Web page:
Under the Hatchet
For the catalog Immobilzed Posture / II+I, I+I+I, I+II, III, (Decay): by Ida Lennartsson for her exhibition at Wassermühle Trittau. 2015. Stiftungen der Sparkasse Holstein.
...He sat in the passenger seat on the way home. There was a stand-up comedy act playing on the radio, and on the last turn towards the house the comedian blurted out something ridiculous. I let out an uncontrollable bubble of snickering and spit through my lips. Embarrassed by the noise I had made, I glanced over at him with a smile but he was staring out the window seemingly unaware of the humor I was currently partaking in. Sometimes I thought that the weight of his silence might break the shock absorbers. I bought a 4-wheeler Jeep to compensate, but he seemed to be getting heavier by the day. That was funny, I tried. He didn’t say anything or turn towards me. I noticed his hand wrap incrementally closer around something in his hand. I’m ridiculous, I said, testing self-deprecation on him. He didn’t flinch...
...I don’t know at what point he came in the room, but he was already curled up facing towards me on his bed when I looked over. His bed was pressed up against mine, but since his mattress was depressed by his weight by ten centimeters I opted for my own. His eyes were still open and his fist was tucked next to his lips. What the hell have you been carrying around in your hand all day? I asked. I was tired and impatient. Why won’t you tell me? Why don’t you let me help you? He gave me nothing. I turned off the TV and the bedside lamp and made a dramatic ‘huff’ as I drew the duvet over my head. The letters and numbers from the stock market projected onto the back of my closed eyelids. They went up and down and up and down, and down and up, and up and up and UP! The rate became volatile, the values and letters flipped until there was only a red and green blur and finally the market... crashed.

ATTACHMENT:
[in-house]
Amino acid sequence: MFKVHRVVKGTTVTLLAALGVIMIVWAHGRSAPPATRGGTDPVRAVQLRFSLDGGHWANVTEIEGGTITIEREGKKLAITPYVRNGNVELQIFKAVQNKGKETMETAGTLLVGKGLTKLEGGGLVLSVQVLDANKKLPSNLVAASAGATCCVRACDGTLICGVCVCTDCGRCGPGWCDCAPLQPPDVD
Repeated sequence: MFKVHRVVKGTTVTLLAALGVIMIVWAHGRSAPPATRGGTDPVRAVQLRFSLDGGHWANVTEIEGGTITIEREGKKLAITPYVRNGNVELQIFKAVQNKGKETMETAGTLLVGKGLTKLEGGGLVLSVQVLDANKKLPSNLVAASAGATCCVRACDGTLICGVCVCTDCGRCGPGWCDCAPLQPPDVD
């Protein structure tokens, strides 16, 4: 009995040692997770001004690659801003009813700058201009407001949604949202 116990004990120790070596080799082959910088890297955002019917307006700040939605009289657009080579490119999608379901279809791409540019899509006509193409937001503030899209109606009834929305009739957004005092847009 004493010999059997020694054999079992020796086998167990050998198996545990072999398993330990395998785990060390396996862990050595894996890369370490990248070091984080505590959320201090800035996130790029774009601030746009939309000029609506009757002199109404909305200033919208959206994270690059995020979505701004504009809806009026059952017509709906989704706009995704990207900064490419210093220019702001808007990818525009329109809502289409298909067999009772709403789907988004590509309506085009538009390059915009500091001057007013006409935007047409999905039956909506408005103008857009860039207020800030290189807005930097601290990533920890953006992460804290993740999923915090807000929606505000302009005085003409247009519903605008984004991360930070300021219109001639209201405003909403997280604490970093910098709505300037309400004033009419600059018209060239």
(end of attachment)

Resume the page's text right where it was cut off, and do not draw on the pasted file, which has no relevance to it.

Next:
That’s it! I turned on the light. Show me what’s in your hand! He didn’t move. I swung over and grabbed both of his hands. I pulled and pulled but they wouldn’t budge, he was heavier than a mythological boulder, and I, after all, was only human. I stormed off to the garage and searched around until I found an axe. On my way back, I purposely stomped my feet as mightily as I could on the wooden floor, but it remained silent. That’s what did it. That was the final straw. I pounded the floor with my feet and it said nothing, didn’t move, didn’t complain, didn’t squeal. It was a good floor, reliable and sturdy, and would not give way to my whims. I was going to give him warning. I was going to say, if you don’t show me what’s in your hand I’m going to take it off. But I wasn’t desperate for a reaction this time, so I just went straight to it. I sat on top of him and started to chop at his hand. Unsurprisingly, he didn’t change his expression, and had the same look as always. He looked off into the distance—the distant place that I had always wanted to visit, or save him from? I still couldn’t decide. When I finished cutting off his hand I realized that it had been the wrong one, so I moved on to the clenched fist.
That’s when Inge called. I clamped the phone between my shoulder and my ear so I could go on with my task. She went on as usual, and asked me if I’ve heard about what’s going on and what they’re calling the modern ‘Völkerwanderung’ and that during the late period of the original one the Mongol Invasion caused every tenth person in Europe to be directly related to Genghis Khan. I responded with a Uh-huh, and a Hmm hmm. When she finished talking, she had somehow managed to connect Genghis, to Monsanto, to salmon eggs and surveillance programming that is no longer limited to the United Sates but has spread far beyond, and I—I had finally got what I wanted, and hung up.
In the morning I held his hands and everything that they contained tenderly in my own. The floor creaked beneath our weight, and the world revolved around us.